By Anthony F. Gero
In early 1864, Californians glimpsed new uniforms for state militia. A report in the Sacramento Bee sets the scene:
“At the window of Lamott’s on J street near Second may be seen the infantry uniform adopted for the organized companies of the California militia. The frock coat is of dark blue; the cuffs and collar are light blue, and there are light blue straps upon the shoulders. The garment is made of stout, serviceable cloth, and will do good service. It has the regular army button. The pants are of light blue, and are also well made, of good stout cloth. The hat is of the regular army pattern, felt, looped up on one side, with a white cord and a black ostrich feather-by the way, the silliest army head covering ever worn by our troops. The forage caps, trimmed with white cord. Mr. Lamott has received two thousand of these uniforms, of which the Fourth Brigade will require about fifteen hundred. He is allowed by the State $25 for each, in warrants. This will make the cost of the uniforms of the Fourth Brigade, alone, $37,500. Mr. Lamott is entitled to credit for his enterprise in the furnishing so handsome and durable a uniform at so low a rate. We understand that he has made arrangements to furnish as many as may be desired at the same rate, and that he can also supply cavalry, artillery, and rifle uniform.”
The merchant is Anthony Lamott (1835-1894). Part of the wave of western migration before the Civil War, Lamott left his home in Lansingburgh, N.Y., and struck out for the frontier. A hatter by profession, he established the Eagle Hat Store in Sacramento by 1857. In late 1863, Lamott secured the contract for supplying the militia with uniforms. “There was a spirited competition among those in the trade for this contract, and Lamott turns up the lucky man,” reported The Daily California Express on November 17. On a side note, Lamott does not turn up in Bazelon and McGuinn’s standard reference, A Directory of American Military Goods Dealers and Makers 1775-1950.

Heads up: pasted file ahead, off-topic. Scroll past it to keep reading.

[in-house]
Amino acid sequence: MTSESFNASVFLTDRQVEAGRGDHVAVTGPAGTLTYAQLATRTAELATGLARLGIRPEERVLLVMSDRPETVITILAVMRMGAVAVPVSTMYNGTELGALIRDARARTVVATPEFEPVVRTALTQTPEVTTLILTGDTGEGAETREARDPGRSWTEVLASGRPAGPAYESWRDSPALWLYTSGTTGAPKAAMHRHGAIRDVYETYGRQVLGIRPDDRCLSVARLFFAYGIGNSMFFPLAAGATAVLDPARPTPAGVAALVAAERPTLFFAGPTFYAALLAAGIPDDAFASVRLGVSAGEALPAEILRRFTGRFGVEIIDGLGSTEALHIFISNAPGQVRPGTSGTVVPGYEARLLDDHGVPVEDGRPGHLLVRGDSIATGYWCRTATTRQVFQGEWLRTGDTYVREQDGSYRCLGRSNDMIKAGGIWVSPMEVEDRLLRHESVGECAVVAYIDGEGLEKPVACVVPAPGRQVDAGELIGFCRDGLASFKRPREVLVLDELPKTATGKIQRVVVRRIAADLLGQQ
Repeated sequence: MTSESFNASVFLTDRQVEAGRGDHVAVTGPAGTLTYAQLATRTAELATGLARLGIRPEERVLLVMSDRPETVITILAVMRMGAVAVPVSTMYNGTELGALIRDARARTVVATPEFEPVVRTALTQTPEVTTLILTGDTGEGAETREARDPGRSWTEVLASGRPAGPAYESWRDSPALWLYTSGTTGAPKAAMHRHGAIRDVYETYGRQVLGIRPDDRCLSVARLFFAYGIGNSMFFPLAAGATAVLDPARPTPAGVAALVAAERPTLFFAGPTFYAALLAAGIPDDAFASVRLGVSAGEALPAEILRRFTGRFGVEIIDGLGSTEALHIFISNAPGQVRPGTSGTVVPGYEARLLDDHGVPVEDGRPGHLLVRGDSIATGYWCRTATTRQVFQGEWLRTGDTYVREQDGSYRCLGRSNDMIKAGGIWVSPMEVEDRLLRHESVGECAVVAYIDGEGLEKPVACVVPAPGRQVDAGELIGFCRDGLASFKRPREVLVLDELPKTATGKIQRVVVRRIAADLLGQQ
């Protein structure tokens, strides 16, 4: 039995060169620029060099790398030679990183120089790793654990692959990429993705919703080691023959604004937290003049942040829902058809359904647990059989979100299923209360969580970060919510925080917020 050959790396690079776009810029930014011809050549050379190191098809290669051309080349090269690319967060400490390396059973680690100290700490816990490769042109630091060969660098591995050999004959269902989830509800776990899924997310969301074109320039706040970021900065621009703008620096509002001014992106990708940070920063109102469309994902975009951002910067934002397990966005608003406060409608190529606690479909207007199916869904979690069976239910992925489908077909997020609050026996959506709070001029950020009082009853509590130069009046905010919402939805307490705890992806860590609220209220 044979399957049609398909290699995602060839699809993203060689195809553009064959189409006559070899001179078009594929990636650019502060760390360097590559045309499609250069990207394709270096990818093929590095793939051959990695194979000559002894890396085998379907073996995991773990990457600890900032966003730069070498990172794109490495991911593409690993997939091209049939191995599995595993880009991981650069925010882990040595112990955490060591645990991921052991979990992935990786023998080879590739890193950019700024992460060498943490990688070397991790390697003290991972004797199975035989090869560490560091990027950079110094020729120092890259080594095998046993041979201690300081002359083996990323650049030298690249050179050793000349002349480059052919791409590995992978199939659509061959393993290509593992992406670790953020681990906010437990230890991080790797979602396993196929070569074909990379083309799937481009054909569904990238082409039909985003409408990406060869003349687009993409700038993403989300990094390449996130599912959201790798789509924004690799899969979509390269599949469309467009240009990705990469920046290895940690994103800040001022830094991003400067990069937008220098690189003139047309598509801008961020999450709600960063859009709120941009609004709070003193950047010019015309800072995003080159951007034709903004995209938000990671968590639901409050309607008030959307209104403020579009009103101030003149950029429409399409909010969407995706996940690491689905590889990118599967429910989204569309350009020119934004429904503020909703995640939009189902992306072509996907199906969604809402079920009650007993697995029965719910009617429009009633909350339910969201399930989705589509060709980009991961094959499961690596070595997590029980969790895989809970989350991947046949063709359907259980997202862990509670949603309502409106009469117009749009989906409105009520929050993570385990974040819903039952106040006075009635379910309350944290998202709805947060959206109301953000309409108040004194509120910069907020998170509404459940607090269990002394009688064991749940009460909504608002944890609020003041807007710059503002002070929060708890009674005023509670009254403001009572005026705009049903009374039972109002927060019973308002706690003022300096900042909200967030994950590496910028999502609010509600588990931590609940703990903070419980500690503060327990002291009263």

Two portraits reproduced here compare favorably to the description in the Bee. They also provide researchers, historians, and collectors with a better vista of the California Volunteer Militia in 1864-1865.
One image, a tinted large albumen by noted photographer, engraver and painter Hugo Wilhelm Arthur Nahl, pictures officers in Company A of the first regiment. It is a close match to the description.
The other, a carte de visite by San Francisco photographer Benjamin Franklin Howland, pictures a sergeant and enlisted man that compares favorably with the Nahl portrait and the description. Note that the sergeant’s forage cap is trimmed on the top with a trefoil and around the seams in white. Each soldiers’ cap has an infantry horn device on the front and in one the number “1” appears to be on the inside of the horn’s loop. These caps differ from the newspaper account that appears to refer to a Hardee dress hat.
The chevrons on the sergeant’s sleeves appear light in color and were possibly of white cloth. Observe too that piping extends down the fronts of the frock coats and is probably white. The Bee’s description states that the collars and cuffs are to be light blue and that the shoulder straps are also of the same color. One can conclude the straps are light blue piped white, and that can be said as well for the cuffs and collars.
References: Sacramento Bee account of uniforms in Lamott’s store reprinted in the Weekly Trinity Journal, Weaverville, Calif., March 26, 1864; The Nevada Journal, Nevada City, Calif., Jan. 2, 1857; Bazelon and McGuinn, A Directory of American Military Goods Dealers and Makers 1775-1950, Volume 2; The Daily California Express, Marysville, Calif., Nov. 17, 1863.
A retired high school teacher in Auburn, N.Y., Anthony F. Gero taught history at Cayuga Community College, State University of New York, holds an MA-History from SUC at Cortland, and is a Fellow of the Company of Military Historians. He has written more than 200 articles on military history, is the author (with Roger Sturcke) of New York State National Guard and Black Soldiers of New York State: A Proud Legacy (SUNY Press, 2009). He is currently working on Excelsior’s Civil War Militia and National Guard, State of New York: their uniforms and equipage 1860-1870—a selected photographic and illustrated history with Alan Archambault. He is a MI Contributing Editor.
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